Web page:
5 Min Read
* UK parliament passes Brexit bill as Scotland demands referendum
* European stock markets set for mixed start
* Asia ex-Japan advance; Nikkei closes down 0.1 percent
* Markets expect Fed rate hike, look ahead to G20 meeting
* China investment, output beat f'casts, retail sales miss
* Oil retreats as rising U.S. supply dampens sentiment
By Nichola Saminather
SINGAPORE, March 14 (Reuters) - Sterling dropped on Tuesday after Britain's parliament paved the way for Prime Minister Theresa May to launch divorce talks with the European Union, while stocks advanced ahead of an expected U.S. interest rate later in the week.
European stocks were set for a mixed start, with financial spreadbetters expecting Britain's FTSE 100 and Germany's DAX to dip in early trade, while France's CAC 40 was seen inching up.
The pound weakened 0.5 percent to $1.2155 after both houses of parliament backed the so-called Brexit bill, opening the door for May to start the clock on the required two-year negotiation period by the end of this month.
The euro lost almost 0.1 percent to $1.0645, extending Monday's 0.2 percent loss.
On Monday, sterling had jumped 0.36 percent after Scotland's First Minister Nicola Sturgeon demanded a new independent referendum in late 2018 or early 2019, once the terms of the UK's exit from the EU are clearer.
The MSCI's broadest index of Asia-Pacific shares outside Japan was up 0.2 percent, while Japan's Nikkei closed down 0.1 percent.
Shares of Toshiba Corp. closed up 0.5 percent after plunging as much as 8.8 percent, their biggest one-day loss in almost a month.
The company said it would "aggressively consider" a sale of most of Westinghouse and announced it had received approval from regulators to extend for a second time the Tuesday deadline for its official third-quarter earnings.
Its statement earlier in the session that it had requested the extension to expand a probe into problems at its U.S. nuclear unit Westinghouse sent the shares tumbling.
Chinese shares reversed early gains after data showed retail sales cooled more than expected in the first two months of the year.
Other China data on Tuesday was more upbeat and positive for the global economy, with investment and industrial output expanding more than expected, but investors feared those signs of strength may not be sustainable.
China has cut this year's economic growth target to about 6.5 percent to give policymakers more room to push through painful reforms to contain financial risks. The economy grew 6.7 percent in 2016, the slowest pace in 26 years.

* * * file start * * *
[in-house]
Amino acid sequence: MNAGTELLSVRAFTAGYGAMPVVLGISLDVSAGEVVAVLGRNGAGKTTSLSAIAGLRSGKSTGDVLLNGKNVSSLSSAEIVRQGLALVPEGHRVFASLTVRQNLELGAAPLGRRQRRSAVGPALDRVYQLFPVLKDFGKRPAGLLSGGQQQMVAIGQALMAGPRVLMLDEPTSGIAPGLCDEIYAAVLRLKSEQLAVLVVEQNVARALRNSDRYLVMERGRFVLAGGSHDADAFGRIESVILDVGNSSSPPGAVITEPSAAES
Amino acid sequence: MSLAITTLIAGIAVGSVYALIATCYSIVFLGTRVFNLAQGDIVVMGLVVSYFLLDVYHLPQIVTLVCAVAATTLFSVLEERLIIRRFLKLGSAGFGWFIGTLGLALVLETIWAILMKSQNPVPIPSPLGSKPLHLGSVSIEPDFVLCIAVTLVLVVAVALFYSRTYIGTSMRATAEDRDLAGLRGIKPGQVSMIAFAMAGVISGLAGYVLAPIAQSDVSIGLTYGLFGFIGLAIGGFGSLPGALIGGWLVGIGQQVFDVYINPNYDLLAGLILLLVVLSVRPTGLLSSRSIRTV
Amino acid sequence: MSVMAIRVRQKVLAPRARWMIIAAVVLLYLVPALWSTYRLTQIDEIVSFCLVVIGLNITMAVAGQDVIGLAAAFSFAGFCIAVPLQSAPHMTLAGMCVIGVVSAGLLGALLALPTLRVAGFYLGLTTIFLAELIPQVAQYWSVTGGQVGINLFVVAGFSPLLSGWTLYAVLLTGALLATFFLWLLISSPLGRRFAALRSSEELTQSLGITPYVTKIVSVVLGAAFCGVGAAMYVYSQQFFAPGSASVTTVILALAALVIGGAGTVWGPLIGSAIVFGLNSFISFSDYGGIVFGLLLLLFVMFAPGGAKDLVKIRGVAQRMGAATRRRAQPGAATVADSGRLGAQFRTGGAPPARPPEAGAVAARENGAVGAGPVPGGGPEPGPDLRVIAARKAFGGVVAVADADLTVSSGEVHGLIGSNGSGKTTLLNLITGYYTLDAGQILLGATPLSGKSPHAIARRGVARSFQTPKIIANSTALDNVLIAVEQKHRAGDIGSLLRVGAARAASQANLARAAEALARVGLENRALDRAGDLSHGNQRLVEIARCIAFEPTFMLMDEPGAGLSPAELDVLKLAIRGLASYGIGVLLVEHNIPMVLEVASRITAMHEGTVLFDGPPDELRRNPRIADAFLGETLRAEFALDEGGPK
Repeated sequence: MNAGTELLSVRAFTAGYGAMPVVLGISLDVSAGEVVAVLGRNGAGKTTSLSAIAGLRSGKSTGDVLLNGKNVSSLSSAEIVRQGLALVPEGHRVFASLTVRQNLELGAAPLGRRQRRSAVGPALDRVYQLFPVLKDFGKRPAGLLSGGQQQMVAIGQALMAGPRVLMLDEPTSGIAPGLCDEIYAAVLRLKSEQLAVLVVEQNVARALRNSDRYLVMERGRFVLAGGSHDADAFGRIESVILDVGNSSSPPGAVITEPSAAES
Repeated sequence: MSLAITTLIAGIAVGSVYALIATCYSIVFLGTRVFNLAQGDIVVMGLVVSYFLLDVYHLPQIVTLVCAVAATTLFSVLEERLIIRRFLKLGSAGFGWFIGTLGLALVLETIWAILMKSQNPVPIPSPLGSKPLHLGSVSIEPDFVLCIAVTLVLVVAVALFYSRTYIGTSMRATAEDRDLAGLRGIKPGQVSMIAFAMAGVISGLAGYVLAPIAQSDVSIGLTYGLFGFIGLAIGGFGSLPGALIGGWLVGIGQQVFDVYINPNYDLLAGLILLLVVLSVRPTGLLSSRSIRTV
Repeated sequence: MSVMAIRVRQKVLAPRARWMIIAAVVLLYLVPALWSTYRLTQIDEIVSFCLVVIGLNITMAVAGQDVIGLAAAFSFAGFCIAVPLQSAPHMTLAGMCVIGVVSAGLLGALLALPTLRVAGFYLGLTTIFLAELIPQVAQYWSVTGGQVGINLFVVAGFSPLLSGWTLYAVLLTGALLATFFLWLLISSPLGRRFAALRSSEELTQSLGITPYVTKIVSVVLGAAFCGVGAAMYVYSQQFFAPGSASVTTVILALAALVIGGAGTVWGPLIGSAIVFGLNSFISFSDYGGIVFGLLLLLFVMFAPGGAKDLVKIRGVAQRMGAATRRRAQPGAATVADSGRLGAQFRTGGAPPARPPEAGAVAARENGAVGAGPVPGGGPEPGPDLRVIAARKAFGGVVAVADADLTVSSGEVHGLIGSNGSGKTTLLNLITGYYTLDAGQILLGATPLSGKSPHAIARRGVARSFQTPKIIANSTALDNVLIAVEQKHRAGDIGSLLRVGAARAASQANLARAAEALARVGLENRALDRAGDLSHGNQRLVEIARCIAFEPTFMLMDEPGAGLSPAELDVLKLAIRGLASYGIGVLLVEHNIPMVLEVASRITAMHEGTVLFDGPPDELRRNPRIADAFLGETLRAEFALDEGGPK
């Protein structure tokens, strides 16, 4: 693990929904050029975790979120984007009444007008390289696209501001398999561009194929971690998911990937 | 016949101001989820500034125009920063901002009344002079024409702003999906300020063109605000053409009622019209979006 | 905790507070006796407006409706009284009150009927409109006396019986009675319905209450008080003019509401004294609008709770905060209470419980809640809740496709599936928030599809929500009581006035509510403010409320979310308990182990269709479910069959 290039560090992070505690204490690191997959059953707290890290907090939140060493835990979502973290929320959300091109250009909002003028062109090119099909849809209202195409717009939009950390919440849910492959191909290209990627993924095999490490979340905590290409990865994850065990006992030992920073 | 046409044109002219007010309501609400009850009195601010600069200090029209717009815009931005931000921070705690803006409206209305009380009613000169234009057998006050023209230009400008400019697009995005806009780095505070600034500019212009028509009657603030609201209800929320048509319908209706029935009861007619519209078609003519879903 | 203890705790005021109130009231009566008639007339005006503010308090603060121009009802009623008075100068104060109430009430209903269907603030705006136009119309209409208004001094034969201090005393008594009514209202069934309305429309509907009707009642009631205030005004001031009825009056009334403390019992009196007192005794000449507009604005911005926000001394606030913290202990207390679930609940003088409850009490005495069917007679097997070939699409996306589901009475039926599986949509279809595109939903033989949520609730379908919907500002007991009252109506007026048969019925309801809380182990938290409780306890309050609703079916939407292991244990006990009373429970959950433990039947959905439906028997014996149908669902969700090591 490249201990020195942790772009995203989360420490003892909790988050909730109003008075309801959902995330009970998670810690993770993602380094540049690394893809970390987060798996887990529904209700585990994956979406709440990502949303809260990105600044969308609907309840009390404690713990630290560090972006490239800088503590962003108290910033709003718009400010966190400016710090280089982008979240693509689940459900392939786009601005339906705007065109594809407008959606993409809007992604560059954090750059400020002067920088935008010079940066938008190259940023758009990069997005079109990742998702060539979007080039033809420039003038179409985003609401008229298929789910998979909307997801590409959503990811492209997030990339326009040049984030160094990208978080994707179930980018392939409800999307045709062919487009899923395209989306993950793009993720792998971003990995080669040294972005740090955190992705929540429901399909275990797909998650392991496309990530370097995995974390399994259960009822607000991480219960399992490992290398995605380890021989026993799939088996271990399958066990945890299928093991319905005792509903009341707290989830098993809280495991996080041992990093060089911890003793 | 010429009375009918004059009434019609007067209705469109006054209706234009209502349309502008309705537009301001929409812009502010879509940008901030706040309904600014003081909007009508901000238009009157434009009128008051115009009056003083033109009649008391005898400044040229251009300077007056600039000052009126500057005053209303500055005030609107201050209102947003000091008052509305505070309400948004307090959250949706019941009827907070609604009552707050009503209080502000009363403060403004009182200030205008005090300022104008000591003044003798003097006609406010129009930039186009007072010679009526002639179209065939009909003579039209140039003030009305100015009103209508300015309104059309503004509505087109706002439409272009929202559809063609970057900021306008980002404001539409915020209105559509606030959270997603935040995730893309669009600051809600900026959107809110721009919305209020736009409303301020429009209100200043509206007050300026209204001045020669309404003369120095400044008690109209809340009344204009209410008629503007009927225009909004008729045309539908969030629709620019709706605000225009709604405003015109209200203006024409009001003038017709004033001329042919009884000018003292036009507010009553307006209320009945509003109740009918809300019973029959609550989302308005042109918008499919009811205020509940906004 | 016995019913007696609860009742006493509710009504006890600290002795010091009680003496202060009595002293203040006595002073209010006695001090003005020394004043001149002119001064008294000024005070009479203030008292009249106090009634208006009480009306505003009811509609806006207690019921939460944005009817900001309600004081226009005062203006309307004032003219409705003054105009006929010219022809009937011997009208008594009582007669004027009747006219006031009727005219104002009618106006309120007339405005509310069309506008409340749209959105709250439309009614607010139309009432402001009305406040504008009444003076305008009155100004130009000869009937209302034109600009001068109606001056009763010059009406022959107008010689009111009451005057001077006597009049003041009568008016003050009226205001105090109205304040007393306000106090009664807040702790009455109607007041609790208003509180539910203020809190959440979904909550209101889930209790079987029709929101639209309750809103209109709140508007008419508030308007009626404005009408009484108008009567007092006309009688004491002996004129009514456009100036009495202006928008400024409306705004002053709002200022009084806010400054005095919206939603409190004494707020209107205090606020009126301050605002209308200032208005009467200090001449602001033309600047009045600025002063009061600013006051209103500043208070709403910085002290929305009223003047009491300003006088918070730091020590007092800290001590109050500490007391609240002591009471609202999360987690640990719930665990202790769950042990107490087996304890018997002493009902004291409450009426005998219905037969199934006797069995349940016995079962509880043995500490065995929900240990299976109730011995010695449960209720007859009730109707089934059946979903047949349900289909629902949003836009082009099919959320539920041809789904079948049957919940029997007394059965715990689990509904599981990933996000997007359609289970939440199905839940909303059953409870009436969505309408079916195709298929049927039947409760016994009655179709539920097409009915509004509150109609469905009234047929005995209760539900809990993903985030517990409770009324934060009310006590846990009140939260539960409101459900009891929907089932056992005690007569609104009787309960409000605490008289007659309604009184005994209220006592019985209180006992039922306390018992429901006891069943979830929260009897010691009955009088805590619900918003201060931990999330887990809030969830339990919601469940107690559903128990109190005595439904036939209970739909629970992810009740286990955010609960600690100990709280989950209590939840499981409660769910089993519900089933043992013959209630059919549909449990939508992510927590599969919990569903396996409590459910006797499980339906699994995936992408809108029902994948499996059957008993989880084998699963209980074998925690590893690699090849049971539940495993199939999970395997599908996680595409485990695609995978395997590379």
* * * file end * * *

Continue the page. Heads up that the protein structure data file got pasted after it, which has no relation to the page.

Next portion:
On Monday, Goldman Sachs upgraded Chinese stocks to "overweight" on better growth prospects and a bullish view on the country's banking sector. Its strategists cited rising producer prices and easing credit stress, and a brighter credit outlook and loan pricing for banks.
Overnight, Wall Street was mixed, with the Dow Jones Industrial Average down 0.1 percent, while Nasdaq rose 0.24 percent and the S&P was little changed.
With an interest rate hike this week by the Federal Reserve fully priced in, markets are focused on any clues from the U.S. central bank about the pace of future rises.
"On one hand, the market ponders a surprise hold, in which massive unwinding of positions could take place with the hike already priced in," Jingyi Pan, market strategist at IG in Singapore, wrote in an note.
"On the other hand, concerns have also been paid to an acceleration in the Fed’s path to normalisation, where the likelihood of four Fed hikes has been raised, up from the current projection of three," she said.
"The immediate reaction is likely to be seen in the dollar and upsides towards December’s high on the dollar index may be eyed."
The dollar index was 0.2 percent higher at 101.49, extending Monday's gains following a bout of profit taking at the end of last week.
The dollar gained 0.1 percent to 114.92 yen, but remains below the seven-week high touched on Friday on expectations of a Fed move at the end of a two-day meeting on Wednesday.
Markets are also awaiting a meeting of the Group of 20 finance ministers and central bankers in the German town of Baden Baden starting on Friday, their first meeting since Donald Trump won the U.S. presidential election.
U.S. Treasury Secretary Steven Mnuchin will be "pushing hard" to advance U.S. interests in his debut G20 meeting, including reaffirming commitments to avoid competitive currency devaluations, a senior Treasury official said on Monday.
In commodities, oil prices dipped after touching a 3-1/2-month low in the previous session as concerns about rising U.S. production offset optimism about supply cuts by the Organization of Petroleum Exporting Countries.
U.S. crude fell 0.1 percent to $48.36 a barrel, while global benchmark Brent was flat at $51.35.
Gold slipped 0.1 percent to $1,202.52 ahead of the Fed decision. (Reporting by Nichola Saminather; Editing by Kim Coghill and Richard Borsuk)